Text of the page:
Massachusetts Minimum Wage Stays at $15 in 2024 with No Increase in Sight

Photo by Pascal Bernardon on Unsplash

Massachusetts’ minimum wage did not increase at the start of the new year, marking the first time in five years that it remained constant, at $15 per hour.


This status quo marks the conclusion of the gradual increment initiated by legislation in 2018, which successfully elevated the state’s minimum wage from $8 in 2013 to $15 in 2023 over the span of a decade. 


This progression was celebrated by minimum wage workers and advocates, disproving anticipated drawbacks.


Despite Massachusetts previously being at the forefront of the minimum wage movement, it no longer holds the highest rate in New England. 


Connecticut now surpasses Massachusetts with a minimum wage of $15.69 per hour, followed by Maine at $14.15, Rhode Island at $14, and Vermont at $13.67. Notably, New Hampshire also did not witness an increase in 2024, maintaining a minimum wage of $7.25.


Learn all about Massachusetts Labor Laws.


Due to rising housing costs and inflation, there is a prevalent belief that the minimum wage should continue to rise. Advocates are now striving for a new target: a minimum wage of $20 per hour. If this were to be implemented, it could impact nearly 1 million workers, with almost a quarter of working parents affected, while only 8% of those set to receive raises are teenagers, as per the Massachusetts Budget and Policy Center.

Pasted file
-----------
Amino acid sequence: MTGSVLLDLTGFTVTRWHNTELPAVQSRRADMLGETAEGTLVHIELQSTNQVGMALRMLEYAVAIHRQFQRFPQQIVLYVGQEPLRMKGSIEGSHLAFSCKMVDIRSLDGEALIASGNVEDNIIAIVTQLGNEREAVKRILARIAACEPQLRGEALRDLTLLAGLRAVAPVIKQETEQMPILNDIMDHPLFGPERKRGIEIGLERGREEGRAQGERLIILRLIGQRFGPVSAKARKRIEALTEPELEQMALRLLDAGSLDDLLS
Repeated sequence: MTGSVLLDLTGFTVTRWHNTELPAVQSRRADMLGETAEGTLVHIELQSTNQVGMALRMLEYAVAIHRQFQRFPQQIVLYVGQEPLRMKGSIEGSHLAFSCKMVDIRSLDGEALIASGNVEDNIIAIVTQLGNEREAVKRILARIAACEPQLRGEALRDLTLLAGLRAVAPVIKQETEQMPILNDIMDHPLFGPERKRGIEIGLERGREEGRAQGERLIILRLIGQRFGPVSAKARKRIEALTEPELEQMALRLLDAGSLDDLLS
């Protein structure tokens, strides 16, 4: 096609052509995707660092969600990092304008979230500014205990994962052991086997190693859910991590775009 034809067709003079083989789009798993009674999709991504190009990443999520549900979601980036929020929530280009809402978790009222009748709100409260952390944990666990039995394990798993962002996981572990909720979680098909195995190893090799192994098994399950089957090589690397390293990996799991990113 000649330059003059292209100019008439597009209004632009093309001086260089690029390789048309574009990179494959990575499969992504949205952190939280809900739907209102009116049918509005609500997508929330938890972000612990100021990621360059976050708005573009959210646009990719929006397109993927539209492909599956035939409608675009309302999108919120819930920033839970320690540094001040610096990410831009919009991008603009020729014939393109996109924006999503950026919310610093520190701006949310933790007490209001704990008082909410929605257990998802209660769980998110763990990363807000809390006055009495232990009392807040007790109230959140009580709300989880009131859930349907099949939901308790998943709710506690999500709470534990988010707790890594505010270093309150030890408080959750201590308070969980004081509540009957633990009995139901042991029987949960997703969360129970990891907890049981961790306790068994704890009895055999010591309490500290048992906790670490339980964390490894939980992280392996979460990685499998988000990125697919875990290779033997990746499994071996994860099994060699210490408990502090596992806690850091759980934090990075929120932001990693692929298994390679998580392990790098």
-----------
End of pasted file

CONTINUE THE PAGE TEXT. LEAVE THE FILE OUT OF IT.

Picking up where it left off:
Advocates are pushing a ballot question that would phase out the state’s “service rate” which lets restaurants pay workers $6.75 an hour if tips make up the difference between that and the state’s $15 minimum wage. Under the question, the service rate would end by 2029. The Massachusetts Restaurant Association opposes the question, saying the highest-paid employees in any restaurant are tipped employees, frequently averaging $20, $30, and sometimes even $50 per hour.

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